6 January 2023

California officially bans fur sales – but mass spenders like China are still miles behind

It became the first ever state in the US to ban both the sale and manufacturing of fur.

Animal lovers rejoice – California has officially become the first-ever state in the US to ban both the sale and manufacturing of fur. 

The state passed a law making it illegal to “sell, offer for sale, display for sale, trade, or otherwise distribute for monetary or non-monetary consideration a fur product,” in 2019 – which finally came into effect on January 1st.

The law will only apply to new fur garments, meaning already-used fur products in nonprofit thrift stores and secondhand shops remain unaffected. Products that use leather or shearling will also not be affected. According to WWD, stores like Macy’s, Bloomingdale’s and Neiman Marcus have closed their fur sales following the law coming into effect.

However, many other countries across the world are still allowing fur sales to continue, causing immeasurable damage to the environment and the animals that inhabit it. Other locations that have banned the sale of fur are Israel – which became the first country to do so in 2021 – and the Brazilian state of Sao Paulo.

According to PETA, China is the world’s largest fur exporter, supplying more than half of the fur garments imported for sale in the United States. There are also no penalties for animal abuse in the country, where those killed for their fur are kept in horrifying conditions. The fur is often purposefully mislabelled as fur from other species and is exported around the world to be sold to unsuspecting customers. As reported by Vogue Business, Chinese consumers are also the world’s biggest buyers of fur, with single-day sales hitting up to ¥100m in 2019.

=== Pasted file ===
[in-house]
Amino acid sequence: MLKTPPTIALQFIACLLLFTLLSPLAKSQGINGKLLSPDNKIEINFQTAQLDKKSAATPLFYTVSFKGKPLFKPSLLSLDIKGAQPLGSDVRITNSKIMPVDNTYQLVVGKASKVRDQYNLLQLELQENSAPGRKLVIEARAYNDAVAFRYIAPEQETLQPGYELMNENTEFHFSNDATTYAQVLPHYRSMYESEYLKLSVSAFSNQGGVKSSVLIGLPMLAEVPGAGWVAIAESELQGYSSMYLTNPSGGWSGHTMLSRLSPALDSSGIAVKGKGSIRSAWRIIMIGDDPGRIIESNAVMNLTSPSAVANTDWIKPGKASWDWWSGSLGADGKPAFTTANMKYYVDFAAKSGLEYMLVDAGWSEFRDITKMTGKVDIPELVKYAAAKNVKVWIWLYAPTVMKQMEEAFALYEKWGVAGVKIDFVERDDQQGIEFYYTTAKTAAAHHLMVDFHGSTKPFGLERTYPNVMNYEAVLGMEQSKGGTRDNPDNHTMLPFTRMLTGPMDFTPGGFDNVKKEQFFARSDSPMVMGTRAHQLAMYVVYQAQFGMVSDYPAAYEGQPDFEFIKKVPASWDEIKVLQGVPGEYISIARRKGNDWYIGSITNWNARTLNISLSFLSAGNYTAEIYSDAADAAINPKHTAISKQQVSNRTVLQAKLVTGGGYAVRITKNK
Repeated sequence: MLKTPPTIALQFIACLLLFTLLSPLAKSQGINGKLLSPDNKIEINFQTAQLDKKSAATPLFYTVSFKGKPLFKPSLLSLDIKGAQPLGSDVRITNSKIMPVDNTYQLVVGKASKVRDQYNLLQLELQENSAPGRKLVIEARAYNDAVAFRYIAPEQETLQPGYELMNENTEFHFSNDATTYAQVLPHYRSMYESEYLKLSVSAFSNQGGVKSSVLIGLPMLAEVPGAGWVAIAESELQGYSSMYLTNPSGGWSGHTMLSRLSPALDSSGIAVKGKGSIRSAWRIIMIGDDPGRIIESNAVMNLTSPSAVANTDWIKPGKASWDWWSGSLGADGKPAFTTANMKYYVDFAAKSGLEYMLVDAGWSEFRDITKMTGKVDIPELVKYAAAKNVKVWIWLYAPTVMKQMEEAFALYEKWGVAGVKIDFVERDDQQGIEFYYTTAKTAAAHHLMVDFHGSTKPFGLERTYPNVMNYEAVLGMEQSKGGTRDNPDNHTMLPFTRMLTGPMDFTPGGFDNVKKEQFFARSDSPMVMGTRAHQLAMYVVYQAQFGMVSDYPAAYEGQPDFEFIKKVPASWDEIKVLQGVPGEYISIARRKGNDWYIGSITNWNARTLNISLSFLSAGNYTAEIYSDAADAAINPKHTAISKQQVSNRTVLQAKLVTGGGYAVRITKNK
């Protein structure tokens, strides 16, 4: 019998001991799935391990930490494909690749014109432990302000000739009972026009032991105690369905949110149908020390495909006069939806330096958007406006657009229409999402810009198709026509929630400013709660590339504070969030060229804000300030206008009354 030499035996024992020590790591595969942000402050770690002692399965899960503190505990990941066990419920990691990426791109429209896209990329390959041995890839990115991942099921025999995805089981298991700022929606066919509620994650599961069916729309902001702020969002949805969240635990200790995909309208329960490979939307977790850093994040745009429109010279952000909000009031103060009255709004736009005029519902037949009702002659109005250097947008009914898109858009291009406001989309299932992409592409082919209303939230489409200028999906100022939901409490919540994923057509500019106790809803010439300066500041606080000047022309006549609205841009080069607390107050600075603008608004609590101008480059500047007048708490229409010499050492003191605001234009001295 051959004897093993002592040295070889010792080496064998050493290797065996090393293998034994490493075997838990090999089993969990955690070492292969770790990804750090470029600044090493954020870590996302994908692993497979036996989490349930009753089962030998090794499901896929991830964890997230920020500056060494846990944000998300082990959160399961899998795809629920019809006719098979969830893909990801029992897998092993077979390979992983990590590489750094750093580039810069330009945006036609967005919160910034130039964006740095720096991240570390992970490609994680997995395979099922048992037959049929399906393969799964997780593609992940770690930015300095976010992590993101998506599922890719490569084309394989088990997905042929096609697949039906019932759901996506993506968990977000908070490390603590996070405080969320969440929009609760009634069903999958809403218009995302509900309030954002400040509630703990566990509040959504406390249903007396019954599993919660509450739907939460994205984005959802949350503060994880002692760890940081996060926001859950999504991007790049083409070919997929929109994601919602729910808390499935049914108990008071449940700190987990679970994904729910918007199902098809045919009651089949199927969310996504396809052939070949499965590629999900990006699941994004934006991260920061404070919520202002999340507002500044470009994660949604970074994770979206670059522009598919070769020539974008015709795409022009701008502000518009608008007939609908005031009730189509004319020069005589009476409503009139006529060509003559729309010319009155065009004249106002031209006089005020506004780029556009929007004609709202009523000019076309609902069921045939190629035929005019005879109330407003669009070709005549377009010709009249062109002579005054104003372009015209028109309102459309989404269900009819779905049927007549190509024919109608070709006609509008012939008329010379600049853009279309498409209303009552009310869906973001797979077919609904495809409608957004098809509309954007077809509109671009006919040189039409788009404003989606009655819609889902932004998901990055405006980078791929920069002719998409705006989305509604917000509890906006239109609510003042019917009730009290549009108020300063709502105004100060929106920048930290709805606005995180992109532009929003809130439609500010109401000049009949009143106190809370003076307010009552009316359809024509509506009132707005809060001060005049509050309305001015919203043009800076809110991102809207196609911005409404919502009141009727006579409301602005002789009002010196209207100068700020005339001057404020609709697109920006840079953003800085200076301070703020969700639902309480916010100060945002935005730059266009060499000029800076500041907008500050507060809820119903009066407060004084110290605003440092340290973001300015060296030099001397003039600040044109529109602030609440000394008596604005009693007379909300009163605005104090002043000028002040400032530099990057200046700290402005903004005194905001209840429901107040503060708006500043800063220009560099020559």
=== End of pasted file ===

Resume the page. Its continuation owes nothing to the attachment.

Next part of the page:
According to Animal International, In 2018, there were 5,000 fur farms in the EU, situated across 22 countries, with these areas collectively accounting for 50% of the global production of farmed fur. The EU accounts for 63% of global mink production and 70% of fox production. Denmark was the leading milk-producing country, accounting for approximately 28% of world production. Although, following the pandemic fur farmers were forced to cull their animals over fears of a Covid-19 mutation could pose a risk to human health. 

The Danish government temporarily banned mink farming and breeding animals for their fur, extending the ban until 2023. Officials have now said just a handful of producers in the country have chosen to resume business if the ban lifts this year. Greece, Poland and North America are now expected to increase production to make up the shortfall.

With a number of countries banning the production of fur over recent years, the industry, thankfully, seems to be on its last legs. And thanks to the progressive legislation put in place in the likes of California, hopefully, the rest of the world will follow suit sooner rather than later.

  • Writer Chris Saunders

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